Thin Line Film Fest - “The Burning of Fry Street”
September 1, 2007
1210 West Hickory Street , Denton, TX
Dir: Christopher Largen
TRT: 17 min
When I arrived at Fry Street three days before The Tomato Pizza fell to arson flames, I had planned on simply obtaining some rough footage of the historic building in stages of demolition; something to post on YouTube for college students returning in the Fall.
Once I became aware that a man had chained himself to the upper floor of The Tomato (he would later be charged with burning the structure), and I saw protesters wrapping the building in Christmas garland, I knew this was a special event in time and space: something with a value not only historical, but human.
At that point I committed to capturing the experience on my handheld personal camera. I spent most of the next three days on Fry Street, sleep-deprived, hungry and filthy. There was no pre-production planning, no production crew, and no lighting and sound accessories. These deficits became assets, as they allowed the footage to remain more organic, spontaneous, and rooted in the citizens themselves.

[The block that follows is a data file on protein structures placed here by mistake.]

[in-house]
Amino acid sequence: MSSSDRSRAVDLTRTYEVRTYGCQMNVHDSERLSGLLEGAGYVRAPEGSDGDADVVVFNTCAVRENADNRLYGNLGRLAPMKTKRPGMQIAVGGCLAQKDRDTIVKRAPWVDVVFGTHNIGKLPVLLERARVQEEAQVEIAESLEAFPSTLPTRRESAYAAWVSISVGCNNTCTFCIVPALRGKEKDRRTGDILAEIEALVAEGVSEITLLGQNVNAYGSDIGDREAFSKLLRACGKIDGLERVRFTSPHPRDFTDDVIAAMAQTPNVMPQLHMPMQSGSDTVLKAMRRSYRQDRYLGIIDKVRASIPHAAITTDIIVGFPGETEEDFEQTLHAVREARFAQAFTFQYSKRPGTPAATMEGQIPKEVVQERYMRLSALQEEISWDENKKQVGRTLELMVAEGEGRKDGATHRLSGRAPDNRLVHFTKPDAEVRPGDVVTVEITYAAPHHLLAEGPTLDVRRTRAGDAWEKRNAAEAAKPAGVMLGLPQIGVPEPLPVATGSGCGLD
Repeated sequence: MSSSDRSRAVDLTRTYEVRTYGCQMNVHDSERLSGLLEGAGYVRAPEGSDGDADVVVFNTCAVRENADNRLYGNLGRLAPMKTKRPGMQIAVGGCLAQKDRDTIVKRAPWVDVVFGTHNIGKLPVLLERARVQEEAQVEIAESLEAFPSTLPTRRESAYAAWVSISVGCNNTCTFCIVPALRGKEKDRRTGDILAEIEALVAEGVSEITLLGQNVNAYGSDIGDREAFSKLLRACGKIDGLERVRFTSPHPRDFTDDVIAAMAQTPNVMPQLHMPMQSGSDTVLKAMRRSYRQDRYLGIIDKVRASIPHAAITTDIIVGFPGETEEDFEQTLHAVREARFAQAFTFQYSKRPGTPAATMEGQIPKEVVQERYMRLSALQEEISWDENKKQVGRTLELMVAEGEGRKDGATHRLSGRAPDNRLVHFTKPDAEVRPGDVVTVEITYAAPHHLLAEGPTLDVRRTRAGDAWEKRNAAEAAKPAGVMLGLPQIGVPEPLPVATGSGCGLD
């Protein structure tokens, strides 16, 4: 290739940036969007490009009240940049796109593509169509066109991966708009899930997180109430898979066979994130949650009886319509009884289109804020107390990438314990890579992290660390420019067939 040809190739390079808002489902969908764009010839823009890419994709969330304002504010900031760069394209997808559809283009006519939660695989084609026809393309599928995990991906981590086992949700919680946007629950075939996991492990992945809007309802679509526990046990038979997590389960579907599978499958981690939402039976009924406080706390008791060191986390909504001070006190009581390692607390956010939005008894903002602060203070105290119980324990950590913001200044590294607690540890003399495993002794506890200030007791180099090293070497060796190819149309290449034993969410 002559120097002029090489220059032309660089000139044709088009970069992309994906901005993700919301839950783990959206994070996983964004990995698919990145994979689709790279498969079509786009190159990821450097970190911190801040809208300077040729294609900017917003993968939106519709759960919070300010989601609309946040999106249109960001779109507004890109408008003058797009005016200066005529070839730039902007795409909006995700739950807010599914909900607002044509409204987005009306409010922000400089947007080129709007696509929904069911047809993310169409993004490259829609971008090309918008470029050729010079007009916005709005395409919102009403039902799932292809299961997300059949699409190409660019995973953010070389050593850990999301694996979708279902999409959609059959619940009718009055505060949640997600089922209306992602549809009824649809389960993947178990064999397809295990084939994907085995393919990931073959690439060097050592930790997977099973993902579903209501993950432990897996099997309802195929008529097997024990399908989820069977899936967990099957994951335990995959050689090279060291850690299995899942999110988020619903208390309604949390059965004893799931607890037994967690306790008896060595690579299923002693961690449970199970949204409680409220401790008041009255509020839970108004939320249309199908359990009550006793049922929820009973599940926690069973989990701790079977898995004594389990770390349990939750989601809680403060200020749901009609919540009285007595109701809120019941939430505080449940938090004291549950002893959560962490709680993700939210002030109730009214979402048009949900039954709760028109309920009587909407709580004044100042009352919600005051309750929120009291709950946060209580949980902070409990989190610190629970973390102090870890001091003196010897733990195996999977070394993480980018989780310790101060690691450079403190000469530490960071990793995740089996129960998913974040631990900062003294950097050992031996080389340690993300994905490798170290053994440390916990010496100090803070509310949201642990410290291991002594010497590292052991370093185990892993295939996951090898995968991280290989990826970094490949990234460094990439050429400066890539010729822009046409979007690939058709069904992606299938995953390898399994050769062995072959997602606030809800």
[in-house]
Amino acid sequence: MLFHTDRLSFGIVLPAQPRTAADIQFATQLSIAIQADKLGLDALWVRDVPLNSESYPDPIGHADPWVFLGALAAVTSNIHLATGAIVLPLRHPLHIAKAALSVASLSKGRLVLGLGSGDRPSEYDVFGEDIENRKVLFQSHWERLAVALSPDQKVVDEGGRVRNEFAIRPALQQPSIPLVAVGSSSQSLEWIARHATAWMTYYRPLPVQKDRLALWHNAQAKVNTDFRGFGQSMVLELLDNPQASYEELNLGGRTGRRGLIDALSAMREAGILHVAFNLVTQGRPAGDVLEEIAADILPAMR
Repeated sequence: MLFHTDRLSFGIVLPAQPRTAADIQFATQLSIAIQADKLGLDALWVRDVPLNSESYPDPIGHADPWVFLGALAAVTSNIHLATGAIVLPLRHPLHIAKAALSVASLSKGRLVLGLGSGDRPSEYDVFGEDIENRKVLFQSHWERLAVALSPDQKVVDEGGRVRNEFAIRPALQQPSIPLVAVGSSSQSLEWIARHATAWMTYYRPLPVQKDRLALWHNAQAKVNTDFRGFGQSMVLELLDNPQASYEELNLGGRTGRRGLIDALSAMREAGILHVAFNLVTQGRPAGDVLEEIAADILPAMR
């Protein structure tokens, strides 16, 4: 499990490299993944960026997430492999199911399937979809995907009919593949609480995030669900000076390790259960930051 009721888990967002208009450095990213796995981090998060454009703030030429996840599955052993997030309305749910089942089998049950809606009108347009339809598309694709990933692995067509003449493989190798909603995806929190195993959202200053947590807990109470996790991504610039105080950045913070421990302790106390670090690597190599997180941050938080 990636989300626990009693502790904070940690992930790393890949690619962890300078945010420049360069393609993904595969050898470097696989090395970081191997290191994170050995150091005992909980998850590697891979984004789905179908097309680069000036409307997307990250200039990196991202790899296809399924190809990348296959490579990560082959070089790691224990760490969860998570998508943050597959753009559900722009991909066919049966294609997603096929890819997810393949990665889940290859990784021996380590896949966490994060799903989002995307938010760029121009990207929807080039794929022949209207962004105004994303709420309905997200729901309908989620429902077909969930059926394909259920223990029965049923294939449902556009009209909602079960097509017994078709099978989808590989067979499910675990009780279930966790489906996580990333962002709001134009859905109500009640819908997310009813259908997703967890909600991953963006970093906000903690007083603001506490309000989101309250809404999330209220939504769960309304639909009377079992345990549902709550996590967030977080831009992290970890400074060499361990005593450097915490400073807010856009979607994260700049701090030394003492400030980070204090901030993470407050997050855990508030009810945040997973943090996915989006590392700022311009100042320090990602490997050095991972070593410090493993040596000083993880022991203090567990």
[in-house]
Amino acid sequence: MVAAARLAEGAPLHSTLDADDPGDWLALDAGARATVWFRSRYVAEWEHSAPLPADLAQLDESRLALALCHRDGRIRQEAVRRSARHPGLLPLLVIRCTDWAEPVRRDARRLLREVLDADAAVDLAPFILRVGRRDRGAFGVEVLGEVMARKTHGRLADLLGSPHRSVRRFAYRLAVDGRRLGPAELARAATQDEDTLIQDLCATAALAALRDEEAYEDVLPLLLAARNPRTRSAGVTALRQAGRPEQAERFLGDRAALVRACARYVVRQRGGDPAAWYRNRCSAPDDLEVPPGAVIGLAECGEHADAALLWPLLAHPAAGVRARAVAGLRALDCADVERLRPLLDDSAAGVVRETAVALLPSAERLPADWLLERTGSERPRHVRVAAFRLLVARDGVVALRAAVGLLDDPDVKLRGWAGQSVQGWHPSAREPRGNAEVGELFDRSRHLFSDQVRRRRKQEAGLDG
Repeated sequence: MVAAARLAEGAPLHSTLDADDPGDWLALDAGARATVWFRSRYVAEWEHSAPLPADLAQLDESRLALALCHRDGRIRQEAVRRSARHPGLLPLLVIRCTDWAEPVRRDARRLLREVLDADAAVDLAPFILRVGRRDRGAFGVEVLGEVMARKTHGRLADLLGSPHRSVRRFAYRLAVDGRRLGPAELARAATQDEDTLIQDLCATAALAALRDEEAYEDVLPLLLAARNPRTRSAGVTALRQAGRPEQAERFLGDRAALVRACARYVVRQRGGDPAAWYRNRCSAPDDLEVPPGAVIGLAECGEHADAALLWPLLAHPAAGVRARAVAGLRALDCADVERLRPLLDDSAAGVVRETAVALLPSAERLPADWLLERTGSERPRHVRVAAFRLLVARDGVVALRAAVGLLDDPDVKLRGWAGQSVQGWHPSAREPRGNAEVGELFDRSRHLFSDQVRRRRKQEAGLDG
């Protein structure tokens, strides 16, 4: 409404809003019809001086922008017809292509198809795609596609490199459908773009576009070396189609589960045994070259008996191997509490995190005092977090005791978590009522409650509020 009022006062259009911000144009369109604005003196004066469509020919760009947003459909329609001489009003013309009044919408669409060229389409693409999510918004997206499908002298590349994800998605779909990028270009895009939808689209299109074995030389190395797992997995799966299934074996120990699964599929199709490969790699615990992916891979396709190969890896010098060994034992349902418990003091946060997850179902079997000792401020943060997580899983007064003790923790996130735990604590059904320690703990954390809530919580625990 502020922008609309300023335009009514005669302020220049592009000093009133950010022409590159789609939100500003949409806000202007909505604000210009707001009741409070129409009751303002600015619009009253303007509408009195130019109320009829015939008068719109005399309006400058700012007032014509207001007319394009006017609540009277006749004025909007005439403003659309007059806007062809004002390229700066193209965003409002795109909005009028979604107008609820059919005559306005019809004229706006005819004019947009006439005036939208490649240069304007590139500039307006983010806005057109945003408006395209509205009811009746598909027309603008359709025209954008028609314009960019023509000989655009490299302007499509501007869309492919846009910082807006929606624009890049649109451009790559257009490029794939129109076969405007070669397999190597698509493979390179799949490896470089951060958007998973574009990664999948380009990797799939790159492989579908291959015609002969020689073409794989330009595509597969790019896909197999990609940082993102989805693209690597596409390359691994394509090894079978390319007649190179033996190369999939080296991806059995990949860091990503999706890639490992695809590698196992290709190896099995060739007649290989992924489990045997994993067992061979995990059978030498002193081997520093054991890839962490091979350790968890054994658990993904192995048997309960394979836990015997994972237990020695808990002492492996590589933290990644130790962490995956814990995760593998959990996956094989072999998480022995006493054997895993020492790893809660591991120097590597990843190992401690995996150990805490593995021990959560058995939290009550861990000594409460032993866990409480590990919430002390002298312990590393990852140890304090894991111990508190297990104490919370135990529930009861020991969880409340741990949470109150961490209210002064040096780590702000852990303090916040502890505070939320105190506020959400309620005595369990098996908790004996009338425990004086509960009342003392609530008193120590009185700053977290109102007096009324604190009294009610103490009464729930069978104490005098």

I believe the resulting film to be an impressionistic exploration of what it was like to live through this event. But it's not just about a burning building. It reflects our attachment to places that embody personal history and identity. It shows what can happen when a corporation develops property with little perceived sensitivity to the feelings and wishes of local citizens. It demonstrates that while change is a constant, the social and civic responsibility it implies cannot be taken for granted.
Filming The Burning of Fry Street was an intensely personal experience for me. The historic building was the first I ever entered in Denton, and the eclectic mom and pop businesses it housed were a major factor in my moving here. I also wrote a large portion of two books and a screenplay on the upper floor of The Tomato. When you spend that much time in a building, especially while focused on creative endeavors, the place becomes a part of who you are.
Having this film screened at Denton's first film festival is a dream come true. From the people who generously expressed their views on camera, to the police who tolerated the sit-ins, to the local businesses that provided coffee to demonstrators, to the post-production support of Texas Filmmakers, The Burning of Fry Street was essentially produced by the citizens of Denton, and Thin Line Film Fest will be the perfect venue for debut.
This film will screen as a part of: Shorts Compilation 1
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